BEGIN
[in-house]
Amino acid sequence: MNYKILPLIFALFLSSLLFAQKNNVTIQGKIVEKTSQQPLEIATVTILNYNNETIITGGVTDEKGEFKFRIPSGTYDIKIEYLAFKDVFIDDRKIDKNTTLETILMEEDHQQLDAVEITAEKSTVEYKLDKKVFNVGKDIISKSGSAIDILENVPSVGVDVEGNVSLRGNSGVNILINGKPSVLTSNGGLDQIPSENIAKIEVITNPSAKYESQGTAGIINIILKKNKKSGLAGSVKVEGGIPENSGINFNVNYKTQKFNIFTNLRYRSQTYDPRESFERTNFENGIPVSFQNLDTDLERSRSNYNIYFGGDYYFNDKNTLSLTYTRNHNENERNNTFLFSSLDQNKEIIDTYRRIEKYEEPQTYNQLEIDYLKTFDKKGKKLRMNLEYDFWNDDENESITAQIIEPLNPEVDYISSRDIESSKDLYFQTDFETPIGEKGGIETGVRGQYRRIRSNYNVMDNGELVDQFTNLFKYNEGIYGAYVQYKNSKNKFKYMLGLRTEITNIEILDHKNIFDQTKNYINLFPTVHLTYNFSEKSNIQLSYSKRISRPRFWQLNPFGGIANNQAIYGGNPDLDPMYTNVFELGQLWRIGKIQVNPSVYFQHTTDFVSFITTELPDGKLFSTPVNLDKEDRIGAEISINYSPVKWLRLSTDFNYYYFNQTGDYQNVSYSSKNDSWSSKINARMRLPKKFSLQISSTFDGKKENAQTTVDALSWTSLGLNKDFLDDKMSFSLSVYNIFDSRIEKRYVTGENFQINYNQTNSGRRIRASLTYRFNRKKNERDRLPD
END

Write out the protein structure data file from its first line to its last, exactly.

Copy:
[in-house]
Amino acid sequence: MNYKILPLIFALFLSSLLFAQKNNVTIQGKIVEKTSQQPLEIATVTILNYNNETIITGGVTDEKGEFKFRIPSGTYDIKIEYLAFKDVFIDDRKIDKNTTLETILMEEDHQQLDAVEITAEKSTVEYKLDKKVFNVGKDIISKSGSAIDILENVPSVGVDVEGNVSLRGNSGVNILINGKPSVLTSNGGLDQIPSENIAKIEVITNPSAKYESQGTAGIINIILKKNKKSGLAGSVKVEGGIPENSGINFNVNYKTQKFNIFTNLRYRSQTYDPRESFERTNFENGIPVSFQNLDTDLERSRSNYNIYFGGDYYFNDKNTLSLTYTRNHNENERNNTFLFSSLDQNKEIIDTYRRIEKYEEPQTYNQLEIDYLKTFDKKGKKLRMNLEYDFWNDDENESITAQIIEPLNPEVDYISSRDIESSKDLYFQTDFETPIGEKGGIETGVRGQYRRIRSNYNVMDNGELVDQFTNLFKYNEGIYGAYVQYKNSKNKFKYMLGLRTEITNIEILDHKNIFDQTKNYINLFPTVHLTYNFSEKSNIQLSYSKRISRPRFWQLNPFGGIANNQAIYGGNPDLDPMYTNVFELGQLWRIGKIQVNPSVYFQHTTDFVSFITTELPDGKLFSTPVNLDKEDRIGAEISINYSPVKWLRLSTDFNYYYFNQTGDYQNVSYSSKNDSWSSKINARMRLPKKFSLQISSTFDGKKENAQTTVDALSWTSLGLNKDFLDDKMSFSLSVYNIFDSRIEKRYVTGENFQINYNQTNSGRRIRASLTYRFNRKKNERDRLPD